The total protein sample was extracted using RIPA lysis buffer (Thermo Fisher Scientific, Waltham, MA, USA) and the protein concentration was determined by a BCA Protein Assay Kit (Beyotime) according to the protocol. A total of 30 µg of protein/lane was separated by 10% SDS-PAGE gels and then transferred onto polyvinylidene difluoride (PVDF) membranes (Millipore, Billerica, MA, USA). After blocking with 5% nonfat skimmed milk for 2 h at room temperature, the membranes were incubated with primary antibodies against MYCBP (ab86078; host, rabbit; 1:2000; Abcam), E-cadherin (Ab-171; host, rabbit; 1:1000; Proteintech), N-cadherin (#4061; host, rabbit; 1:1000; Cell signaling Technology), vimentin (#5741; host, rabbit; 1:1000; Cell Signaling Technology) and β-actin (ab8229; host, goat; 1:5000; Abcam) overnight at 4 °C, followed by incubation with anti-rabbit antibody conjugated to horseradish peroxidase secondary antibodies (#7074; host, goat; 1:5000, Cell Signaling Technology) for 2 h at room temperature. Protein bands were visualized by enhanced chemiluminescence (Millipore) according to the manufacturer’s protocol. β-actin served as the loading internal reference.
All statistical analyses were performed using GraphPad Prism 6.0 software and data were presented as mean ± standard deviation (SD). Spearman’s correlation analysis was conducted to assess the correlation between miR-26b-5p and MYCBP. Two-tailed Student’s t test was used to determine the differences between two groups, while one-way ANOVA followed by the Tukey test was utilized to assess the differences among more than two groups. The values of p less than 0.05 were considered to be statistically significant.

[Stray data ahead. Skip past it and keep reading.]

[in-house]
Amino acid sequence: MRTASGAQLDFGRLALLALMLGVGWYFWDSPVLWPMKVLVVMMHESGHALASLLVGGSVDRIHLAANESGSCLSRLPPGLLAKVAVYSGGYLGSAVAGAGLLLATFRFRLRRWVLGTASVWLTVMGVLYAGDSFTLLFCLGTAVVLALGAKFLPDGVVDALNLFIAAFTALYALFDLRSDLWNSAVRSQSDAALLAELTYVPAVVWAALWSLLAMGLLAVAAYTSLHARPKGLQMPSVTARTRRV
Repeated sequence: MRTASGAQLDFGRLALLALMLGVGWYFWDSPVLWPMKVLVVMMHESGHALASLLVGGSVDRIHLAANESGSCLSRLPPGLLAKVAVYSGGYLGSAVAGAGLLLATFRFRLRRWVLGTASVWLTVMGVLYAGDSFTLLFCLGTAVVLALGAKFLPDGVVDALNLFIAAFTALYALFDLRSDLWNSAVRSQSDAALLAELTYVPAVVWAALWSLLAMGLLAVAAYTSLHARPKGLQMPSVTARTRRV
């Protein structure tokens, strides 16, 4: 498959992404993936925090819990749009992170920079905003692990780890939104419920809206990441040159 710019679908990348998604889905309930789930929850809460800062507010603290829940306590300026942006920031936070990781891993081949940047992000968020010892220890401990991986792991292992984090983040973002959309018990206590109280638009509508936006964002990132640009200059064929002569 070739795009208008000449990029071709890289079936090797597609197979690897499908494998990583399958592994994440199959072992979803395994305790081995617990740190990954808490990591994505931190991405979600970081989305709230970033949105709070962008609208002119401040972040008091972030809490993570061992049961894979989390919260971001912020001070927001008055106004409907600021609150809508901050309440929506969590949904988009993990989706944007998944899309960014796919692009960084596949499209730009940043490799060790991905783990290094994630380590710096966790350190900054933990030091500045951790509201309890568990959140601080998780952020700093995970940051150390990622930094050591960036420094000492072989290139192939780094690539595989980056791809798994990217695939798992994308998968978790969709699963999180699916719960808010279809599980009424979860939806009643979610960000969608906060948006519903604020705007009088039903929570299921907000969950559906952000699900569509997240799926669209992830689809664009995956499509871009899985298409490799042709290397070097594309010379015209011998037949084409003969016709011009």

MiR-26b-5p directly targets the 3′-UTR of MYCBP to inhibit MYCBP expression
According to the bioinformatics prediction that putative target sites for miR-26b-5p were located within the 3′-untranslated regions (UTRs) of MYCBP mRNA (Fig. 1A), we constructed WT and MUT MYCBP luciferase vectors to perform a luciferase reporter assay to further investigate the interaction between miR-26b-5p and MYCBP in TNBC cells. When MDA-MB-468 and BT-549 cells were co-transfected with miR-26b-5p mimics or miR-NC and WT or MUT MYCBP vectors, the miR-26b-5p mimics’ transfection significantly reduced luciferase activity by approximately 50% compared with co-transfection of WT MYCBP and miR-NC (Fig. 1B, C). In contrast, miR-26b-5p inhibitor transfection clearly increased the activity of a luciferase reporter fused to the WT 3′-UTR of MYCBP, but not of the MUT reporter in MDA-MB-468 (Fig. 1D) and BT-549 (Fig. 1E) cells. In addition, we determined how miR-26b-5p regulated endogenous MYCBP expression in TNBC cells. As expected, overexpression of miR-26b-5p by transfection of the miR-26b-5p mimics (Fig. 2A) resulted in a significant reduction of MYCBP mRNA (Fig. 2B) and protein (Fig. 2C) levels in MDA-MB-468 and BT-549 cells. Conversely, knockdown of miR-26b-5p (Fig. 2D) by transfection of the miR-26b-5p inhibitor upregulated the expression of MYCBP at the mRNA (Fig. 2E) and protein (Fig. 2F) levels in MDA-MB-468 and BT-549 cells. These results suggested that miR-26b-5p negatively regulated the expression of MYCBP through its 3′UTR region binding sequence.